Red Wine Is Great for You, Except for All the Alcohol; Life-Sustaining Planets

Discovered: Planets that could sustain life; the shiniest fruit; non-alcoholic wine defeats the purpose but bestows health benefits; weed linked to testicular cancer.

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Discovered: Planets that could sustain life; the shiniest fruit; non-alcoholic wine defeats the purpose but bestows health benefits; weed is linked to testicular cancer.

'Dry' red wine is more healthy. Alcohol-free red wine just sounds like bitter grape juice, and we're not sure why anyone would drink it. But researchers have shown that alcohol content is not responsible for the famous blood pressure-lowering benefits bestowed by moderate red wine consumption. Lead author Gemma Chiva-Branch, a PhD student at the University of Barcelona, held a clinical trial of 67 older men at risk for cardiovascular disease. They cycled through four-week periods of drinking gin, red wine, and non-alcoholic red wine. Gin didn't affect their blood pressure, red wine did slightly, and non-alcoholic red wine had the greatest blood pressure lowering effects. The conclusion Chiva-Branch draws is, "If you want to control blood pressure, drinking nonalcoholic red wine may be one good dietary measure you could take." [The New York Times]

How an African fruit got its shine. The Poliia condensata might be the most exotic-looking fruit, with its metallic shimmer and its smooth, Christmas ornament shape. It's native to central Africa, and though it appears blue, it contains no blue pigment whatsoever. The University of Cambridge's Silvia Vignolini has discovered that the fruit gets its unusual color is the result of a complex, four-layered cellular wall structure. When light passes through these intricately stacked layers, some of it gets reflected, while the rest is absorbed deeper. The technical term for where this shine comes from is "multilayer interference," and it can be seen on the shells of beetles and the wings of certain butterflies. The Pollia condensata just happens to have the most iridescence caused by multilayer interference, making it the shiniest known object in the world. [Discover]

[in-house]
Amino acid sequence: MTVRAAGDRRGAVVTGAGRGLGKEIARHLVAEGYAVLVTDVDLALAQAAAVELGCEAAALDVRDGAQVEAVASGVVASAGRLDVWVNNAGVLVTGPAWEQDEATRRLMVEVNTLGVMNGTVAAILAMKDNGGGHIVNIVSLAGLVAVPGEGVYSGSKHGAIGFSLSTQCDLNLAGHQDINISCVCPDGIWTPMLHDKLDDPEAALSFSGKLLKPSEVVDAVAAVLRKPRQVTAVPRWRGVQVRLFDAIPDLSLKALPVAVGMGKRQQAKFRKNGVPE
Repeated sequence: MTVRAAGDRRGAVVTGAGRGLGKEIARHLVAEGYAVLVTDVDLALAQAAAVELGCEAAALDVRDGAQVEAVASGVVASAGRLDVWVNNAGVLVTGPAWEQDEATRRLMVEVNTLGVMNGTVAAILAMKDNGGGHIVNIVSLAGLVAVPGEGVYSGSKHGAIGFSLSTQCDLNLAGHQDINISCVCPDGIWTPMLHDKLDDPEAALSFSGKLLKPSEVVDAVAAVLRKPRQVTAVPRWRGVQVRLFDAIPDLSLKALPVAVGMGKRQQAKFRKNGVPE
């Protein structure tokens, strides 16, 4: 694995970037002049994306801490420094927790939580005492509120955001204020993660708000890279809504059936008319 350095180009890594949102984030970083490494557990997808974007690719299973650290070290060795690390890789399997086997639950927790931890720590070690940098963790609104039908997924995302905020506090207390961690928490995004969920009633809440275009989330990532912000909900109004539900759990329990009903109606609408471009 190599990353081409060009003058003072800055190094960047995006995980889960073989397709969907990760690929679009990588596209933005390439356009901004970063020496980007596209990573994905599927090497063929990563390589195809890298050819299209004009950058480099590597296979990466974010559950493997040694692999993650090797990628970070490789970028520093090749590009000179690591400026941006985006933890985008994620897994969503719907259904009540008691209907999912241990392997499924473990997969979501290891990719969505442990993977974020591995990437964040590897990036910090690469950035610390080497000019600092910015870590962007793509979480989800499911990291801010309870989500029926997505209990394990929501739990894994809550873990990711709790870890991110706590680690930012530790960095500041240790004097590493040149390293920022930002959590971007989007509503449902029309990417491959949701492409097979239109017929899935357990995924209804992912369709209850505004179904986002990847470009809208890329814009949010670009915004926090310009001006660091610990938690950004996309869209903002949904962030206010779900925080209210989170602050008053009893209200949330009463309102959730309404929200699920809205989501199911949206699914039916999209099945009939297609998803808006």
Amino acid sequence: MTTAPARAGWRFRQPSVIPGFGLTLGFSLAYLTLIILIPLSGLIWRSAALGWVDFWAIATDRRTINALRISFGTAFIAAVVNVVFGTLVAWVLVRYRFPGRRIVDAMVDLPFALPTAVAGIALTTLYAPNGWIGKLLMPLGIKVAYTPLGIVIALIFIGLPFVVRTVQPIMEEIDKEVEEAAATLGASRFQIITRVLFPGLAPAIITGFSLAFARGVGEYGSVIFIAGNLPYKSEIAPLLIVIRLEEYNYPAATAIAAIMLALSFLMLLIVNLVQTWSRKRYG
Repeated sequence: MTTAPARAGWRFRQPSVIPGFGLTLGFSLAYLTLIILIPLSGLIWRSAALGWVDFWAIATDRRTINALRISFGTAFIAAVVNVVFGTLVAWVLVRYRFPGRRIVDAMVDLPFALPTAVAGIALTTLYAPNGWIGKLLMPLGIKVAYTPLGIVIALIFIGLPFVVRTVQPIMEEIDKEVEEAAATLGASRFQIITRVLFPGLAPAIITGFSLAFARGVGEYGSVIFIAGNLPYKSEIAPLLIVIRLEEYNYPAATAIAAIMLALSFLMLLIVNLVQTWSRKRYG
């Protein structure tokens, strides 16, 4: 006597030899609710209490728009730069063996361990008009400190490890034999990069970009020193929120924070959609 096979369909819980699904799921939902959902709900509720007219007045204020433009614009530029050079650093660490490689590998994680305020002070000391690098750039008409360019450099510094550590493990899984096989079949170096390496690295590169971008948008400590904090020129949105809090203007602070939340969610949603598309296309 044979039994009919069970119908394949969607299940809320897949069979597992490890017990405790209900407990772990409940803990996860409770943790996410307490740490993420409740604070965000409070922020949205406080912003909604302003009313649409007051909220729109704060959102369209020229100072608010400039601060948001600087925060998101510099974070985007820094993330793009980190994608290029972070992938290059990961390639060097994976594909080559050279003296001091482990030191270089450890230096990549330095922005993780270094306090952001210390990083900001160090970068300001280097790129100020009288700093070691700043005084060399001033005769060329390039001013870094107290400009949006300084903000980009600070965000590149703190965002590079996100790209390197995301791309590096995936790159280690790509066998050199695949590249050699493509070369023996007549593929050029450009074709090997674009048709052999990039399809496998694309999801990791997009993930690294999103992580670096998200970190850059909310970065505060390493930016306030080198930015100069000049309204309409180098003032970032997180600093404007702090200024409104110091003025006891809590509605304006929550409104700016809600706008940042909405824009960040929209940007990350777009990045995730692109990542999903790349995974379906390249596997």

Planets that could sustain life. The NASA Curiosity rover still hasn't found any little green men on Mars, but new research suggests that many more planets may be capable of sustaining life than we previously thought. Sean McMahon, a PhD student from Aberdeen University, created new computer models about potentially habitable environments based on new information about the likelihood of sub-surface water existing on many planets. Explaining the "Goldilocks theory" of planet habitability, McMahon says, "It's the idea of a range of distances from a star within which the surface of an Earth-like planet is not too hot or too cold for water to be liquid." His research challenges that theory, pointing out that planets not in the "just right" zone may still sustain microorganisms, thanks to underground water supplies. McMahon says that as a result of his work, "There will be several times more [habitable] planets." [BBC]

Smoking pot could lead to testicular cancer. We've already heard that pot makes young smokers dumber, but here's another risk: it might also increase male smokers' likelihood of contracting testicular cancer. University of Southern California researchers led by Victoria Cortessis studied 163 men who were diagnosed with nonseminomas, a highly dangerous form of testicular cancer, between 1986 and 1991. Pitting these subjects against a test group, they discovered that marijuana users were two times more likely to contract testicular cancer. These findings build on two previous   studies linking testicular cancer and marijuana use. Sidenote: the scientists also found that cocaine use actually reduces the risk of testicular cancer. [Los Angeles Times]

This article is from the archive of our partner The Wire.